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  1. Gharial | Smithsonian's National Zoo

    nationalzoo.si.edu/animals/gharial

    The species came alarmingly close to extinction in the 1970s. As human populations have expanded, damming and diversion of river for development and irrigation has drastically altered the gharial's habitat. Drought and fragmentation are especially detrimental to the species, because it cannot travel great distances across land to relocate.

  2. Bear Facts: Habitat, Behavior, Diet

    www.thoughtco.com/facts-about-bears-4102853

    Dec 13, 2019 · Conservation Status: Least Concern: Brown bears, American black bear; Vulnerable: sloth bear, polar bear, giant panda, sun bear, spectacled bear, Asian black bear Description With some minor exceptions, all eight bear species have roughly the same appearance: large torsos, stocky legs, narrow snouts, long hair, and short tails.

  3. Endangered Animals of India - With Pictures

    www.animalwised.com/endangered-animals-of-india...

    The Western or Indian red panda (Ailurus fulgens fulgens) is a subspecies of the red panda, red cat-bear or lesser panda. It is also referred to as "red fox". Residing in deciduous and coniferous forests, the endangered Indian red panda lives in temperate climates, in bamboo and hollow trees. It is an arboreal mammal found in the Eastern ...

  4. Cross River Gorilla | Species | WWF

    www.worldwildlife.org/species/cross-river-gorilla

    Scientists have been unable to thoroughly study the distribution and abundance of the Cross River gorilla until the last decade or so. Because the gorillas are wary of humans and inhabit rugged territory, scientists have been unable to count many of these gorillas directly. Instead, researchers have ...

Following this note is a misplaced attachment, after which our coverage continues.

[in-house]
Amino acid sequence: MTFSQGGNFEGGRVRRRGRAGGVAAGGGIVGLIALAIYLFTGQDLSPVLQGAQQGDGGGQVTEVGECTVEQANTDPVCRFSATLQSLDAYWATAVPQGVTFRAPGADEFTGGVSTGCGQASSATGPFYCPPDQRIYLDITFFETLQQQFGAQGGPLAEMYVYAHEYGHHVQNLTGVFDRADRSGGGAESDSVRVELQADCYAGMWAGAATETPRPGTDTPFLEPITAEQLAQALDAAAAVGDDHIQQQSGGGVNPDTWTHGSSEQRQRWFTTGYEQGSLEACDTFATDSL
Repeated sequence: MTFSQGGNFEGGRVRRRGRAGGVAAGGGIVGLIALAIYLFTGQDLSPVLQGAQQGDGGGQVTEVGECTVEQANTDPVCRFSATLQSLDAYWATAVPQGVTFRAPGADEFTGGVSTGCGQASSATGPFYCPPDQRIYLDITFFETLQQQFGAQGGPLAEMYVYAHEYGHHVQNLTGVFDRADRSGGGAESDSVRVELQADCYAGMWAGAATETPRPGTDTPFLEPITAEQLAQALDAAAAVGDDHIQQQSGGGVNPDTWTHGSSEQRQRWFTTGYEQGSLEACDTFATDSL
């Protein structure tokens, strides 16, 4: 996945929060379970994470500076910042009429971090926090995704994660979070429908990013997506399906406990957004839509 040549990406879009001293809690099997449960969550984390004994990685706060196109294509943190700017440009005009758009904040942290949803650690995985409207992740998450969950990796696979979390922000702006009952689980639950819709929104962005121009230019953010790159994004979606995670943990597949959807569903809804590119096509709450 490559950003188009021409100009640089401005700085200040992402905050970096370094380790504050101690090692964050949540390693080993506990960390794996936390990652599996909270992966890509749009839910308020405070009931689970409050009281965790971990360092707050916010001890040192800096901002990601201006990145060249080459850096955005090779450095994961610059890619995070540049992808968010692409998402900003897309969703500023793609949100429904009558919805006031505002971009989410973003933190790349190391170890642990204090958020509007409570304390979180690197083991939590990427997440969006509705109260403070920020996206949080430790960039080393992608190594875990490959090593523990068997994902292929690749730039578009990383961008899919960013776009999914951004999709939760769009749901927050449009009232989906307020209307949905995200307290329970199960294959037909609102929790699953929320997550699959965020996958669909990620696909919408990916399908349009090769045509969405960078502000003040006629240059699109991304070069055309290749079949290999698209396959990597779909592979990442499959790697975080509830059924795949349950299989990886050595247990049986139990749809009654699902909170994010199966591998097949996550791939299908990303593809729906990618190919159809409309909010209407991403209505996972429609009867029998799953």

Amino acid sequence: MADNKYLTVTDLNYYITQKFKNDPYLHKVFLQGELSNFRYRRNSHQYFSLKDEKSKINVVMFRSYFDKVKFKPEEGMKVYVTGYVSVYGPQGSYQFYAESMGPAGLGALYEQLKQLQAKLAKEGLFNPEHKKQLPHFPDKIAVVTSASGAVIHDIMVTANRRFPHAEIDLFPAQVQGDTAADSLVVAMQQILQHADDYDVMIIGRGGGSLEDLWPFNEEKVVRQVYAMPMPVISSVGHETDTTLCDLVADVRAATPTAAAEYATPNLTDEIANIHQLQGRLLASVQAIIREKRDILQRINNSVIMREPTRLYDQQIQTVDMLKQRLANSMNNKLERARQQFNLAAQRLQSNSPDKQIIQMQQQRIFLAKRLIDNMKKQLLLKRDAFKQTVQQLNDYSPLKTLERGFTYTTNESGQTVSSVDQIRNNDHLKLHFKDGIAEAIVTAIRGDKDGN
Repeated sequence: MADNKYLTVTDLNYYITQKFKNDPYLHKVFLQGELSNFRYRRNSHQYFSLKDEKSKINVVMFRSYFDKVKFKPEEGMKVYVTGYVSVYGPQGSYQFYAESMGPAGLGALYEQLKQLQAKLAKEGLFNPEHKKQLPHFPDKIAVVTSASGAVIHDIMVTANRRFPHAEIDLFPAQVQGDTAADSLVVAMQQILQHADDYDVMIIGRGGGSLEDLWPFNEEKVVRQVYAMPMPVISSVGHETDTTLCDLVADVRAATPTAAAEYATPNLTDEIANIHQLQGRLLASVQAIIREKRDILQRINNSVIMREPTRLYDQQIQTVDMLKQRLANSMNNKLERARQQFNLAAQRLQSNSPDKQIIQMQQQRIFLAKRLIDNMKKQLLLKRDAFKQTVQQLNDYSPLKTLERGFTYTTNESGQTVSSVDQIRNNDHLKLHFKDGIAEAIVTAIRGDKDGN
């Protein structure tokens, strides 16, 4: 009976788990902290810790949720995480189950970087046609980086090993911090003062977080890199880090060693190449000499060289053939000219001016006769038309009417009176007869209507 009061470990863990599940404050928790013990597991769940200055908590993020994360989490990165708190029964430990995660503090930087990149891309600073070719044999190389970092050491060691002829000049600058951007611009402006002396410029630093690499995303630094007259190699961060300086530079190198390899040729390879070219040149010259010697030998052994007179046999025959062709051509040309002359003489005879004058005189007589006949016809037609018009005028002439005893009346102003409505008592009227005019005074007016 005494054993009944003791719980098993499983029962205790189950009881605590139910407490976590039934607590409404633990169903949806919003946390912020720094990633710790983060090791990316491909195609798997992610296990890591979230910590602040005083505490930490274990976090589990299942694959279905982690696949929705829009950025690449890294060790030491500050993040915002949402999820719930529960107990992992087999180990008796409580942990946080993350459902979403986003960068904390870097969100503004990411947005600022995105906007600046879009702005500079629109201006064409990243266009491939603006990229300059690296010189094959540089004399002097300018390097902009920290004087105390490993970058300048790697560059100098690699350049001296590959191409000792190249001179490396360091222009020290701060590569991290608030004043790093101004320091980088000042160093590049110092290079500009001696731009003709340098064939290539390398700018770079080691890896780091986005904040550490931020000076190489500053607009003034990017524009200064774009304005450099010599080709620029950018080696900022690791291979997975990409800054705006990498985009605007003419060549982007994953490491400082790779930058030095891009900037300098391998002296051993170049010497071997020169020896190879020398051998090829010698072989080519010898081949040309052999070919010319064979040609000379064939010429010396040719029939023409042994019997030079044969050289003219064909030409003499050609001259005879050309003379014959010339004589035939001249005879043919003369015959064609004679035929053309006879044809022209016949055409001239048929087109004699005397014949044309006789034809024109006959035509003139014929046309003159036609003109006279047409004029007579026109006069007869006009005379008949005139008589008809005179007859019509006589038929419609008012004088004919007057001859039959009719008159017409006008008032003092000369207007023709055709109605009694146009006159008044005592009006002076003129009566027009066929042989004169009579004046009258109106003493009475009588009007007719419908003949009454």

5. Mr. Ping | Kung Fu Panda Wiki | Fandom

    kungfupanda.fandom.com/wiki/Mr._Ping

    Mr. Ping is one of the supporting characters in the Kung Fu Panda franchise. He is Po's adoptive father and the owner of the noodle shop in the Valley of Peace. Mr. Ping discovered Po when he was a young cub, and soon after adopted him. Coming from a line of noodle chefs, Mr. Ping considers his work deeply fulfilling and wants to teach his son everything about noodle-making, hoping that Po ...

  6. African Forest Elephant | Species | WWF

    www.worldwildlife.org/species/forest-elephant

    There are also differences in the size and shape of the skull and skeleton. Forest elephants are found most commonly in countries with relatively large blocks of dense forest such as Gabon, the Democratic Republic of Congo (DRC), Cameroon and Central African Republic in central Africa and Côte d’Ivoire, Liberia, and Ghana in west Africa.

  7. Bear - Wikipedia

    en.wikipedia.org/wiki/Bear

    The giant panda has become a worldwide symbol of conservation. The Sichuan Giant Panda Sanctuaries, which are home to around 30% of the wild panda population, gained a UNESCO World Heritage Site designation in 2006. Where bears raid crops or attack livestock, they may come into conflict with humans.

  8. adaptation | Definition, Examples, & Facts | Britannica

    www.britannica.com/science/adaptation-biology...

    The so-called panda’s thumb, or radial sesamoid bone, is a wrist bone that now functions as an opposable thumb, allowing giant pandas to grasp and manipulate bamboo stems with dexterity. The ancestors of giant pandas and all closely related species, such as black bears , raccoons , and red pandas , also have sesamoid bones, though the latter ...

  9. Captive breeding - Wikipedia

    en.wikipedia.org/wiki/Captive_breeding

    Captive breeding techniques began with the first human domestication of animals such as goats, and plants like wheat, at least 10,000 years ago. These practices were then expanded with the rise of the first zoos, which started as royal menageries in Egypt and its popularity, which led to the increase in zoos worldwide.

  10. Asian elephant | Smithsonian's National Zoo

    nationalzoo.si.edu/animals/asian-elephant

    Asian elephant skin is gray, but parts sometimes lack color, especially on and around the ears, forehead and trunk. This de-pigmentation is believed to be controlled by genetics, nutrition and habitat, and generally develops as an elephant ages.

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